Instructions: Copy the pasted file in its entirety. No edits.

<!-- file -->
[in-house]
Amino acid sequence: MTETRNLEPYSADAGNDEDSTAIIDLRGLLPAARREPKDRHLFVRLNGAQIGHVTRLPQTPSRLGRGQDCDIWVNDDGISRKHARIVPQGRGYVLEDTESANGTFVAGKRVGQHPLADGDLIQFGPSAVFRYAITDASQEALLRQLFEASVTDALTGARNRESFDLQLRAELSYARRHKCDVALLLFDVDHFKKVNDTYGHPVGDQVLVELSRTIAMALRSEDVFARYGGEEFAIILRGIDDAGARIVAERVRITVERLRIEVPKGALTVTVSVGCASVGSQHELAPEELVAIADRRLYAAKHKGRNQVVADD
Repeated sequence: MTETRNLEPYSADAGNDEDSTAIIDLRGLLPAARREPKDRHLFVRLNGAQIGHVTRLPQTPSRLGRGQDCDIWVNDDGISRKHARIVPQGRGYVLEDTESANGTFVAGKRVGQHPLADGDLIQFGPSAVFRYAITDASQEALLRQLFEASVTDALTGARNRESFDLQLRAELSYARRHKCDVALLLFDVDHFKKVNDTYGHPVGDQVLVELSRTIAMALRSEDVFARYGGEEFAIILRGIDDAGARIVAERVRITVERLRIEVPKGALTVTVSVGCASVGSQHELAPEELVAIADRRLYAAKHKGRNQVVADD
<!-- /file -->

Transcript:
[in-house]
Amino acid sequence: MTETRNLEPYSADAGNDEDSTAIIDLRGLLPAARREPKDRHLFVRLNGAQIGHVTRLPQTPSRLGRGQDCDIWVNDDGISRKHARIVPQGRGYVLEDTESANGTFVAGKRVGQHPLADGDLIQFGPSAVFRYAITDASQEALLRQLFEASVTDALTGARNRESFDLQLRAELSYARRHKCDVALLLFDVDHFKKVNDTYGHPVGDQVLVELSRTIAMALRSEDVFARYGGEEFAIILRGIDDAGARIVAERVRITVERLRIEVPKGALTVTVSVGCASVGSQHELAPEELVAIADRRLYAAKHKGRNQVVADD
Repeated sequence: MTETRNLEPYSADAGNDEDSTAIIDLRGLLPAARREPKDRHLFVRLNGAQIGHVTRLPQTPSRLGRGQDCDIWVNDDGISRKHARIVPQGRGYVLEDTESANGTFVAGKRVGQHPLADGDLIQFGPSAVFRYAITDASQEALLRQLFEASVTDALTGARNRESFDLQLRAELSYARRHKCDVALLLFDVDHFKKVNDTYGHPVGDQVLVELSRTIAMALRSEDVFARYGGEEFAIILRGIDDAGARIVAERVRITVERLRIEVPKGALTVTVSVGCASVGSQHELAPEELVAIADRRLYAAKHKGRNQVVADD